And for those of you who are either terrified by the old Michael Heslop covers or unimpressed by the current Penguin ones, you might be tempted by these completely beautiful editions with illustrations by Laura Carlin, recently published by The Folio Society.

Folio Society editions of The Dark is Rising

Advertisements

Tags: , , , , , , , , , ,

17 Responses to “The Dark is Rising”

  1. Hugo Says:

    EMILY these were my favourites and i re-read them a couple of years ago. am always surprised how few people know them. x

  2. emilybooks Says:

    Hello Hugo – how thrilling to find you are a fellow fan of these golden oldies! To be over-excitedly discussed next time I see you…

  3. Alastair Savage Says:

    As an ex-pat myself, I think that the British countryside really becomes something that you long for. Being abroad also helps you see what is magical about your homeland. I remember those covers so well – absolutely amazing. I’ll have to pick these up again, although I think they only had the first three books out when I was young enough to read them (the first time around….)

    • emilybooks Says:

      Hi Alistair – good to hear your perspective. You’re right, sometimes things do seem clearer with a bit of distance. Hope you enjoy re-reading them!

  4. Alex Says:

    I loved these books, reading them originally one by one as they were published. I think the last book reflects to some extent the inner turmoil that Cooper was beginning to suffer from and this is even more apparent in her next book, ‘Seaward’. However, that doesn’t stop me re-reading them around once ever five years or so. And as for being scared by them…. the first time I was driven past Cader Idris, when I would have been in my fifties I couldn’t even look at it I was so terrified.

    • emilybooks Says:

      Thanks Alex, I’ve not yet been to Cader Idris, but I suspect I would be just as frightened by the thought of the Grey King and his scary evil band of wolves. Terrifying!

  5. ellisnelson Says:

    I found Susan Cooper as an adult and really like her books. I agree they stand the test of time!

  6. forochel Says:

    this review was linked over at a community of like-minded cooper fans, and it was such a delight to read about someone else loving the books too! the sense of place in cooper’s writing (some people call it scenery porn? which is pretty apt, but maybe not that sfw) is one of my favourite things ever — I went on a walking holiday in the dysynni valley area a few years ago. it was absolutely inspired by TDiR and one of the best holidays of my life. we were going to climb cadair idris, but the grey king wasn’t having any of it, I’m afraid. also, thank you for the link to the macfarlane book; I shall certainly check it out.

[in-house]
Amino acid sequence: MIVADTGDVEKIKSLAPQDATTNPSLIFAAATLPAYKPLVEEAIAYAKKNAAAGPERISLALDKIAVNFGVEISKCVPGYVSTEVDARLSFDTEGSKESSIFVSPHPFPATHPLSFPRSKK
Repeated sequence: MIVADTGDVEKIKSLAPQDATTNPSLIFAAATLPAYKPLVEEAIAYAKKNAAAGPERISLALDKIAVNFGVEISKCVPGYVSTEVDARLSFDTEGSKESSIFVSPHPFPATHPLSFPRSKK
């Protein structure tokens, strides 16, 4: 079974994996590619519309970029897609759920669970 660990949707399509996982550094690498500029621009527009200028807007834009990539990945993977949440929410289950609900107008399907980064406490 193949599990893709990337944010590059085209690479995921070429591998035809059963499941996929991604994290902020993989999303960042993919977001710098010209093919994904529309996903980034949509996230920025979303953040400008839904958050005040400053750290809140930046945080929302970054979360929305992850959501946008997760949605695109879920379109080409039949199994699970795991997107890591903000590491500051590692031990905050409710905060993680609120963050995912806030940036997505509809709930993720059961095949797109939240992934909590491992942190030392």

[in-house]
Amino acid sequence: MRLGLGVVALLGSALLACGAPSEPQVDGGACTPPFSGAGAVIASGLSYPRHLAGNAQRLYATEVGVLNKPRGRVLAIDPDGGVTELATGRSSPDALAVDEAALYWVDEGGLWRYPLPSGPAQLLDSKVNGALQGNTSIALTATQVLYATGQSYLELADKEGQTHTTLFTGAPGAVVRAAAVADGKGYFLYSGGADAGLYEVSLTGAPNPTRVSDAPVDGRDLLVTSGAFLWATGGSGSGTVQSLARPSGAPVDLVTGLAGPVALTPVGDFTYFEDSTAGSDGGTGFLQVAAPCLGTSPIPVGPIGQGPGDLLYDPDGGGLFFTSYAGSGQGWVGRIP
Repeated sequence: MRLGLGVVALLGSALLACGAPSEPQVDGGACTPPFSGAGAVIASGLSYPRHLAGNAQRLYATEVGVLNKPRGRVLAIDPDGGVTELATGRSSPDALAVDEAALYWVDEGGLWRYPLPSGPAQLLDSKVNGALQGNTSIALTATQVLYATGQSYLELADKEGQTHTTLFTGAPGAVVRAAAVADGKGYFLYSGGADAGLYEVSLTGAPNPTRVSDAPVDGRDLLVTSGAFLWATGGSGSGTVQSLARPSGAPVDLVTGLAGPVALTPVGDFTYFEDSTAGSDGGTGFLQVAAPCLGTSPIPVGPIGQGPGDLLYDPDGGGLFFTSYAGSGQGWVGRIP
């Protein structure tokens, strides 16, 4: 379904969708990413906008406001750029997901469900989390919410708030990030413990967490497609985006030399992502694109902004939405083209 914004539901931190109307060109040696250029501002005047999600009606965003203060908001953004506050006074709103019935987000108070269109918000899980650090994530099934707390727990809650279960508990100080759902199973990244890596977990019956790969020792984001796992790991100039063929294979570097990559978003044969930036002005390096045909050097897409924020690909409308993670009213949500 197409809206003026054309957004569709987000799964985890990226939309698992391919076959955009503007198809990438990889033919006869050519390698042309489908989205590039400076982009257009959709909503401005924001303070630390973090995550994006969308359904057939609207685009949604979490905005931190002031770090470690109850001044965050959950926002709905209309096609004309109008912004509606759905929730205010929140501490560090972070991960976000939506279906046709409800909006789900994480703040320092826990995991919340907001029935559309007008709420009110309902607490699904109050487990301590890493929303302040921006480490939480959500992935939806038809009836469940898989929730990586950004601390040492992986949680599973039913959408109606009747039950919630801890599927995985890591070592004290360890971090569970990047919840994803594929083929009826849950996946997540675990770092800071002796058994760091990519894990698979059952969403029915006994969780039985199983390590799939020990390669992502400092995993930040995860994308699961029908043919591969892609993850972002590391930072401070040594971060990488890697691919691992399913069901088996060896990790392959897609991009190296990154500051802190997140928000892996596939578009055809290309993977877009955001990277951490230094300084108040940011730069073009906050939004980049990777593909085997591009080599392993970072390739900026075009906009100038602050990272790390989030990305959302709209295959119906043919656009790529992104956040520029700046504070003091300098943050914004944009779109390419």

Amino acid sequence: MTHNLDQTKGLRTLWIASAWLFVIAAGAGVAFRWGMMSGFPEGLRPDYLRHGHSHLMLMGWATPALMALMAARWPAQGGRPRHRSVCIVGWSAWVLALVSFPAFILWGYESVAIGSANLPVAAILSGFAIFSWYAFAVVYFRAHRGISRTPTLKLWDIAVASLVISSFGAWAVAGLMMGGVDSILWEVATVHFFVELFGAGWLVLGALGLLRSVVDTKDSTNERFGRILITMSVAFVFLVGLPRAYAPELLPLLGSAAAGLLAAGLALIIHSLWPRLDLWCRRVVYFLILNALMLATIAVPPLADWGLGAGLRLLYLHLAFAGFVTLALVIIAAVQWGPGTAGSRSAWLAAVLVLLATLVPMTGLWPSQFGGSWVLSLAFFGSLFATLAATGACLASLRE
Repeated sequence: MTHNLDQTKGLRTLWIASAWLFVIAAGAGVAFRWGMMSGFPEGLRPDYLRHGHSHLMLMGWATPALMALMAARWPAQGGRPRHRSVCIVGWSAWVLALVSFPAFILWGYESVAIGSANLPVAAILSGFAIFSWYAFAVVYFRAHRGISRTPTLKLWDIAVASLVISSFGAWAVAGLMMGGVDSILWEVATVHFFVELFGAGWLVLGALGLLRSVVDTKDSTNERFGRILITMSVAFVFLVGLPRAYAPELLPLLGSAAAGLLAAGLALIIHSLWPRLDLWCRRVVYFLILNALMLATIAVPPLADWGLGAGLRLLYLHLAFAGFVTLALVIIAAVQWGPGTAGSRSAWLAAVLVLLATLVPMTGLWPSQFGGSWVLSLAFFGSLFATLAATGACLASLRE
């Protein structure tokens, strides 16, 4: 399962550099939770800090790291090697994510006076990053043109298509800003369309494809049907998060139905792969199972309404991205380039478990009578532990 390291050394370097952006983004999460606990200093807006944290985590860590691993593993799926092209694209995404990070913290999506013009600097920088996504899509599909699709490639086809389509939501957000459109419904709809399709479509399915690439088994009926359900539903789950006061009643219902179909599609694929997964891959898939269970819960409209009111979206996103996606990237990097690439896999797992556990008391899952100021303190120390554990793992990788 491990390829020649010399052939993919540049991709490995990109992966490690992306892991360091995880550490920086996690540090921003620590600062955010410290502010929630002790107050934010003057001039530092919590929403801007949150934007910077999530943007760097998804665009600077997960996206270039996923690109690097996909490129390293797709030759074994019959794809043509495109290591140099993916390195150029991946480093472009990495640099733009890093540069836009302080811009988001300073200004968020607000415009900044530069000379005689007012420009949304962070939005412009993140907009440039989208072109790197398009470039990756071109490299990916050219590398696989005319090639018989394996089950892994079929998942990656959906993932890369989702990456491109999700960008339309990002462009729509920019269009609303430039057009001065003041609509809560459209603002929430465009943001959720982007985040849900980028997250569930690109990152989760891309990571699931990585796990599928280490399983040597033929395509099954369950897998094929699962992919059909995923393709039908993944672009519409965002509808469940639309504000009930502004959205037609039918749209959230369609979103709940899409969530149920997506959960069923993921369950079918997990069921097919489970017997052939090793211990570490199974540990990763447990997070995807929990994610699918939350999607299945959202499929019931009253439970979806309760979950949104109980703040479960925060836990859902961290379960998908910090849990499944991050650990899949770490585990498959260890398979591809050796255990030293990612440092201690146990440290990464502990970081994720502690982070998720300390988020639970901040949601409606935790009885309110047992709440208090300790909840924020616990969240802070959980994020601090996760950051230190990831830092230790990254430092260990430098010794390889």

• emilybooks Says:

      Thanks – how thrilling to be linked to from a community of Cooper-ites! Sorry you didn’t make it past The Grey King. And I do hope you enjoy Macfarlane’s The Old Ways. It is a beautiful engagement with landscape.

  7. sakura Says:

    I never read these as a child and am gutted that I found out about them too late. I’ve been contemplating giving them to my nephew (who is nine – is that too early?) but will probably have to test-read them first.;P

    • emilybooks Says:

      Hi Sakura – it’s always hard to put an age on a book, as it depends so much on what your nephew likes reading and how grown-up he is. I’d say the first one, Over Sea Under Stone, would be absolutely fine for most nine-year-olds, but The Dark is Rising is pretty scary, so you might want to test-read first. That would indeed be an enjoyable thing to do – it’s never too late to come to these wonderful children’s books!

      • sakura Says:

        Thanks. I know it’s difficult so yes, it’s best if I read it first. Something I’ve been meaning to do for a while now!